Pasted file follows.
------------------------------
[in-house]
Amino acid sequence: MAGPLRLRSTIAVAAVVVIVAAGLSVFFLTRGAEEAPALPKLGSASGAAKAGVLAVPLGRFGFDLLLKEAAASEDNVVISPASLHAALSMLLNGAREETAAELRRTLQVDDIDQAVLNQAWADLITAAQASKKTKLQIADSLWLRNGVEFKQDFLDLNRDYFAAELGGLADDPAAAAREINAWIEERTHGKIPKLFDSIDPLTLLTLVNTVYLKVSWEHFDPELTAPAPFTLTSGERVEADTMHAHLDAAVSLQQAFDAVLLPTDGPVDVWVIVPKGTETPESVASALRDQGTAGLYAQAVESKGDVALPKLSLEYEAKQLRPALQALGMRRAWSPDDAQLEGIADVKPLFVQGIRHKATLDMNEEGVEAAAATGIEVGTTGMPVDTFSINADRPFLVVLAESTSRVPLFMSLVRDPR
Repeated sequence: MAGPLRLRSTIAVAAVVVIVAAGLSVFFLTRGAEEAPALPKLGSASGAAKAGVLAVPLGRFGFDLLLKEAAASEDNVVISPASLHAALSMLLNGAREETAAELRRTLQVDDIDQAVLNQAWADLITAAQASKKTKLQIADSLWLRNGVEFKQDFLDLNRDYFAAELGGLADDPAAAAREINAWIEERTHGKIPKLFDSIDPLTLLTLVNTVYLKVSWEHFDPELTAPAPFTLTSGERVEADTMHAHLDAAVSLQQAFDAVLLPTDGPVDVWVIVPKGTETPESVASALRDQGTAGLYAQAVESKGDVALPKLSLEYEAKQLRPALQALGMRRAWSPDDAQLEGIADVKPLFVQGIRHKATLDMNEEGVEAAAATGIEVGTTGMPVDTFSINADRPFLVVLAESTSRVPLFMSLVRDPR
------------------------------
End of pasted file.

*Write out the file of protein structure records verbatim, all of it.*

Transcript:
[in-house]
Amino acid sequence: MAGPLRLRSTIAVAAVVVIVAAGLSVFFLTRGAEEAPALPKLGSASGAAKAGVLAVPLGRFGFDLLLKEAAASEDNVVISPASLHAALSMLLNGAREETAAELRRTLQVDDIDQAVLNQAWADLITAAQASKKTKLQIADSLWLRNGVEFKQDFLDLNRDYFAAELGGLADDPAAAAREINAWIEERTHGKIPKLFDSIDPLTLLTLVNTVYLKVSWEHFDPELTAPAPFTLTSGERVEADTMHAHLDAAVSLQQAFDAVLLPTDGPVDVWVIVPKGTETPESVASALRDQGTAGLYAQAVESKGDVALPKLSLEYEAKQLRPALQALGMRRAWSPDDAQLEGIADVKPLFVQGIRHKATLDMNEEGVEAAAATGIEVGTTGMPVDTFSINADRPFLVVLAESTSRVPLFMSLVRDPR
Repeated sequence: MAGPLRLRSTIAVAAVVVIVAAGLSVFFLTRGAEEAPALPKLGSASGAAKAGVLAVPLGRFGFDLLLKEAAASEDNVVISPASLHAALSMLLNGAREETAAELRRTLQVDDIDQAVLNQAWADLITAAQASKKTKLQIADSLWLRNGVEFKQDFLDLNRDYFAAELGGLADDPAAAAREINAWIEERTHGKIPKLFDSIDPLTLLTLVNTVYLKVSWEHFDPELTAPAPFTLTSGERVEADTMHAHLDAAVSLQQAFDAVLLPTDGPVDVWVIVPKGTETPESVASALRDQGTAGLYAQAVESKGDVALPKLSLEYEAKQLRPALQALGMRRAWSPDDAQLEGIADVKPLFVQGIRHKATLDMNEEGVEAAAATGIEVGTTGMPVDTFSINADRPFLVVLAESTSRVPLFMSLVRDPR